The University of East Anglia violated Britain's Freedom of Information Act by refusing to fulfill requests for data supporting claims by university scientists that human-made emissions were causing global warming, Britain's Information Commissioner's Office said.
But while the public research university in Norwich, England, may have broken the law, it will not be prosecuted because a six-month time limit for prosecutions elapsed, The Times of London reported the independent regulatory office under the justice ministry as saying.
Breaches of the act are punishable by an unlimited fine, the Times said.
The controversy stems from hundreds of e-mails stolen from the university's Climatic Research Unit that indicated university climate scientists supported the cause for global warming by manipulating data and interfering with the peer-review process of scientific papers to keep contrary information out of scientific journals.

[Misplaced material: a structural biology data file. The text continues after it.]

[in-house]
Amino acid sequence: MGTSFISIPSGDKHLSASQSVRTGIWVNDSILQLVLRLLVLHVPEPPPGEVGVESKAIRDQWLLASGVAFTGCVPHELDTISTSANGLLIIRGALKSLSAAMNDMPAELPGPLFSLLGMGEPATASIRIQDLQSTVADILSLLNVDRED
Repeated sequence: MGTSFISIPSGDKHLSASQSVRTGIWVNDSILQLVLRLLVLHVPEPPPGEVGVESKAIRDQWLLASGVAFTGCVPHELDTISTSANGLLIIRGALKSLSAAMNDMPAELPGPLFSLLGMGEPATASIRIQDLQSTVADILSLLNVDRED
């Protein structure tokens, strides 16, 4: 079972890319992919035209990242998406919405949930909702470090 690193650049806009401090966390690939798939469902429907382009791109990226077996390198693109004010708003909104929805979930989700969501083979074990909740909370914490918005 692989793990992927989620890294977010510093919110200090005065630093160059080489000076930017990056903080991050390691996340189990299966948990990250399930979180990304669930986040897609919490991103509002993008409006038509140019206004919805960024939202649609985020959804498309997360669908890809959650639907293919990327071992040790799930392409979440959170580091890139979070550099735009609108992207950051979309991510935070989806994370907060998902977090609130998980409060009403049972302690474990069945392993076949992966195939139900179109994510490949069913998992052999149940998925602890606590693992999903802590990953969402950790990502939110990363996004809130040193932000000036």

The university described the computer hacking that came to light in November, shortly before the Dec. 7-18 United Nations Climate Change Conference in Copenhagen, Denmark, as an illegal taking of data. Police are conducting a criminal investigation of the server breach and subsequent personal threats made against some scientists mentioned in the e-mails.
Research unit Director Phil Jones, who stepped down after the "climategate" scandal broke, had told staffers to delete FOI request e-mails from climate change skeptics, the Times said.
One e-mail involved a much-publicized 2007 report by the Intergovernmental Panel on Climate Change that the Himalayan glaciers would "very likely" disappear by 2035 if current warming trends continued.
That report, by the United Nations scientific advisory body, is currently under fire for gross exaggeration.